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Shalini chases the sun

Published: 
Sunday, November 16, 2014

In the latest exhibition by Dr Shalini Singh, Solar, the artist made the sun the focal point of her creative pursuit.  Singh conveyed the subject matter not only as light rays, which she described with thread-like brushstrokes on canvas, but as energy and vibrations. These could manifest in diverse forms: as music in the painting Sunsong, as the vitality and life to be found in human breath as suggested in the piece Resplendent Conversationalist or the fire to be found in the soul as implied in The Sun Resides in the Recesses of the Heart.

In some instances, the sun was rendered by means of her deliberate use of circular or oval canvas shapes and her incorporation of such painted forms as eyes. The influence of visual approaches by Pat Bishop and Carlisle Harris were evident and there were strong echoes of the work of Pablo Picasso, particularly his images with musical instruments.  Singh maintained her engagement with a Cubist style. Some paintings felt like they belonged in her 2013 show Gems with their dense arrangement of small facets of colour and shapes, as though she were treating the sun as a precious stone. Yet, such paintings as The Sun Ushers In and Encounter: Solar and Lunar, demonstrated the artist’s understanding that the sun cannot be constrained.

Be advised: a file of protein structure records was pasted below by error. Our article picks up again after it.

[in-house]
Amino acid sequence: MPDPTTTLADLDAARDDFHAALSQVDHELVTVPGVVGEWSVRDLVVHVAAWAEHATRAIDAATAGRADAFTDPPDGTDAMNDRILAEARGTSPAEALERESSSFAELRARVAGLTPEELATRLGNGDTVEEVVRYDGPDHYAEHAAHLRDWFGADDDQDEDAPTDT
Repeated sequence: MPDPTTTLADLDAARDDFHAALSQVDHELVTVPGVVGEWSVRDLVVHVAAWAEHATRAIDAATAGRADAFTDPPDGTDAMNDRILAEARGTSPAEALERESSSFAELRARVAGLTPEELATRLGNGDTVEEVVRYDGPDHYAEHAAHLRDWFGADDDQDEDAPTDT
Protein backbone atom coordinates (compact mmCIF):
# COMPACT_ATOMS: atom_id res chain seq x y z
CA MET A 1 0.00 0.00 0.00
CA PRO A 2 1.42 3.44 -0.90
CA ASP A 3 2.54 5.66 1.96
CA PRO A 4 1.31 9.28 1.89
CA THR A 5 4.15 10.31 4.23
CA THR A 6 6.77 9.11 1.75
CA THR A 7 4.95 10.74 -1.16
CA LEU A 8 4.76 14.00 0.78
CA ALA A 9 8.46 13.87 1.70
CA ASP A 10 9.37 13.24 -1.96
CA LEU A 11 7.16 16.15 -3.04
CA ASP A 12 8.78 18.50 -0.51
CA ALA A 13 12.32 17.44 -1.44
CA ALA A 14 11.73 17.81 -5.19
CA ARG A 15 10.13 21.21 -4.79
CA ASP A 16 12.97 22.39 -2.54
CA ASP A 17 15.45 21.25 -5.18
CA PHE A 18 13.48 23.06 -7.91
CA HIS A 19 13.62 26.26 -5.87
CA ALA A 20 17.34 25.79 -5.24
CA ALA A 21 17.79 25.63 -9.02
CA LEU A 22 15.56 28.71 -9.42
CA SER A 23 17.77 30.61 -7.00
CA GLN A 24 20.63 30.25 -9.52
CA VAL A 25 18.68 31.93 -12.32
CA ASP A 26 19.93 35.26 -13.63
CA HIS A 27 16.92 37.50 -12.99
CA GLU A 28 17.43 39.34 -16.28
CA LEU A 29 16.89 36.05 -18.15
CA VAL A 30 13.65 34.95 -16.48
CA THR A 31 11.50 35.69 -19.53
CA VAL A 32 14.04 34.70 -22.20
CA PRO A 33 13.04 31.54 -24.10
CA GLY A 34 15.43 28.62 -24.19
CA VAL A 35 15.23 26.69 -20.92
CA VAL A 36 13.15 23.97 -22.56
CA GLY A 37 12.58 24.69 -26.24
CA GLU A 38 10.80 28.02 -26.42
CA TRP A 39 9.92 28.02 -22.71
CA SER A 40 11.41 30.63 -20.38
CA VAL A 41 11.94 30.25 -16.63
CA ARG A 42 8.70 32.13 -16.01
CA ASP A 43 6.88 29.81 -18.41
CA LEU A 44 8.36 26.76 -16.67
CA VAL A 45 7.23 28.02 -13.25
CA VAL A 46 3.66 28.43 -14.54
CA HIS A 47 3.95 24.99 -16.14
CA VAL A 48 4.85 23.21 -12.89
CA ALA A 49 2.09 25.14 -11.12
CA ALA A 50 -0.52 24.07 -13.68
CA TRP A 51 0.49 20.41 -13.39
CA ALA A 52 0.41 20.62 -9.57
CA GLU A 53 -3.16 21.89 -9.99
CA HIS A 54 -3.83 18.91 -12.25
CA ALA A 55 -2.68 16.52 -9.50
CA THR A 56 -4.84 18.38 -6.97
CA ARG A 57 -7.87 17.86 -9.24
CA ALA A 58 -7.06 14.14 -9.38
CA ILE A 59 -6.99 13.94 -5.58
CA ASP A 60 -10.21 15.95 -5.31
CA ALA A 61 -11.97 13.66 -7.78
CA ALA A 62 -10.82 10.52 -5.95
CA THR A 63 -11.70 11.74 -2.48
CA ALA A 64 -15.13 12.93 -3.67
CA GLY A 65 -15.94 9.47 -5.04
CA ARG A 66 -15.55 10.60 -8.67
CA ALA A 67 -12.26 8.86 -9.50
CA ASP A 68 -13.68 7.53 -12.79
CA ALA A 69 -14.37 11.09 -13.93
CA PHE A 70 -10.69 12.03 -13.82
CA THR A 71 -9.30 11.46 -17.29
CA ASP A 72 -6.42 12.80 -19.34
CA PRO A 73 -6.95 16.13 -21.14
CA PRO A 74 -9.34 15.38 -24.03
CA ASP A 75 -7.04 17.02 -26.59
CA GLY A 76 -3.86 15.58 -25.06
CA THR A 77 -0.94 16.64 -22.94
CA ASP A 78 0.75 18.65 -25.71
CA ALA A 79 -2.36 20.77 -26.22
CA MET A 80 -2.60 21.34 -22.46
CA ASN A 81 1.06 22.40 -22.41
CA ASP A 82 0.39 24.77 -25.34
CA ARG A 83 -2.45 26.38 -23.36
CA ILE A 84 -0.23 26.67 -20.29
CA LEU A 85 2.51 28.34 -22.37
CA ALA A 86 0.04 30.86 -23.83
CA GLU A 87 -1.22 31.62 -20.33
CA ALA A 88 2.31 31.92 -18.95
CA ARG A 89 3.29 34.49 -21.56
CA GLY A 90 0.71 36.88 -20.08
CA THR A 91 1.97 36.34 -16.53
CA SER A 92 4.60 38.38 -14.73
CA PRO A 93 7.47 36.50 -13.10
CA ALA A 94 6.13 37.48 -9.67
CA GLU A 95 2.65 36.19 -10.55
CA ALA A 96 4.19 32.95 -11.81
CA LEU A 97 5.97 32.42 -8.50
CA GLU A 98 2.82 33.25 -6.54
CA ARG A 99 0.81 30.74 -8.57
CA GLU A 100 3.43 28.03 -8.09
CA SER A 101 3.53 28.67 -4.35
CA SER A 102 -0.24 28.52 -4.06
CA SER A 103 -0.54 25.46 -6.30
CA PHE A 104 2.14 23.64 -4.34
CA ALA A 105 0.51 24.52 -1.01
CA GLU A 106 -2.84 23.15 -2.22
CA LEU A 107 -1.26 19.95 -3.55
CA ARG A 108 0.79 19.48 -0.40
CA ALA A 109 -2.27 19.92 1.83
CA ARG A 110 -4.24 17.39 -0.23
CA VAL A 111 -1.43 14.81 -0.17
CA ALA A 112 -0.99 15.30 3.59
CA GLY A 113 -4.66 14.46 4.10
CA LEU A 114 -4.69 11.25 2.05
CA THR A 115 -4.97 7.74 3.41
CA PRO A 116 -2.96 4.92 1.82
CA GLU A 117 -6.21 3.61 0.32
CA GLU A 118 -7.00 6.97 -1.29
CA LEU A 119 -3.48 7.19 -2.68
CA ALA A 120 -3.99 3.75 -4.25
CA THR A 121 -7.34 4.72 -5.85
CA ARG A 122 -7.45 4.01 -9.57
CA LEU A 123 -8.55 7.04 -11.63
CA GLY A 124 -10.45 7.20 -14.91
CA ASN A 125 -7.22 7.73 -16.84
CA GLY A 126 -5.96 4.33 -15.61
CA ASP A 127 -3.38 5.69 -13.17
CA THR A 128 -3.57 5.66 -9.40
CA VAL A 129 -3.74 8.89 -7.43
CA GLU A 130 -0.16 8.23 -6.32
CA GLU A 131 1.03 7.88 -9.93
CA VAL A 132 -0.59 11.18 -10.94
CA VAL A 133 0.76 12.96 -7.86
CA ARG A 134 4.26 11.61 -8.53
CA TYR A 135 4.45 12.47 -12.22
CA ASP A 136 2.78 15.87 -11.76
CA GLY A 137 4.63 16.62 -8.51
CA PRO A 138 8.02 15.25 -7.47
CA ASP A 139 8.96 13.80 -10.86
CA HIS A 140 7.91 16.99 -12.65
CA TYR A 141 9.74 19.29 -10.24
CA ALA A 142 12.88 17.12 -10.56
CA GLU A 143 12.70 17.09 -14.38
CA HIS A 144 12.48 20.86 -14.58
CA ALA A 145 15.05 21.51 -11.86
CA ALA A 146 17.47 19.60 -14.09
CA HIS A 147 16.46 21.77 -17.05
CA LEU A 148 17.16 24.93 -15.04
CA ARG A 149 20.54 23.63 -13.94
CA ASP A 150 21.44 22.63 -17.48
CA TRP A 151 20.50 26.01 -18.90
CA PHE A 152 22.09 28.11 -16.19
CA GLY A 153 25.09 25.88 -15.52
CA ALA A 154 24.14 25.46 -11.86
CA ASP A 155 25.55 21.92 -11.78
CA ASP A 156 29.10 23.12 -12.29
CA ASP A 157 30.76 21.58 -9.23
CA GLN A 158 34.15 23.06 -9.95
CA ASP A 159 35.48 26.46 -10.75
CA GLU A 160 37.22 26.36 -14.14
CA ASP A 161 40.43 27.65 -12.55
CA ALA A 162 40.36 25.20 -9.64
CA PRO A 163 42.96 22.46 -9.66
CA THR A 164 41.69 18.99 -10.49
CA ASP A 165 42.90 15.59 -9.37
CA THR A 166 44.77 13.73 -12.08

Several paintings were constructed with generous, open spaces; large surface planes with porous edges so that they slid into each other. This technical move is new for Singh and it appropriately communicated a power and dynamism that are in keeping with the subject matter. A number of paintings, however, appeared overworked. Such pieces as Movements to the Realm of the Sun and Sweet Vibrations were overburdened by the artist’s excessive hand. In the painting Light Through the Cracks there was no sign of luminosity. The intensity of hues did not find its way through dark pigments. 

In contrast, several pieces showed Singh’s sensitive consideration of colour combinations. Blues, oranges, reds, purples and yellows pulsated in their interaction with each other and gave a degree of exuberance. In chasing the sun with her presentation of 32 acrylic and mixed media works, Singh sometimes could not catch up while the sunbeams raced ahead but there were visual moments where it was clear that she had grasped shafts of light.

Solar, an exhibition by Shalini Singh, November 4-15 at the Gallery at Fine Art, Woodbrook.

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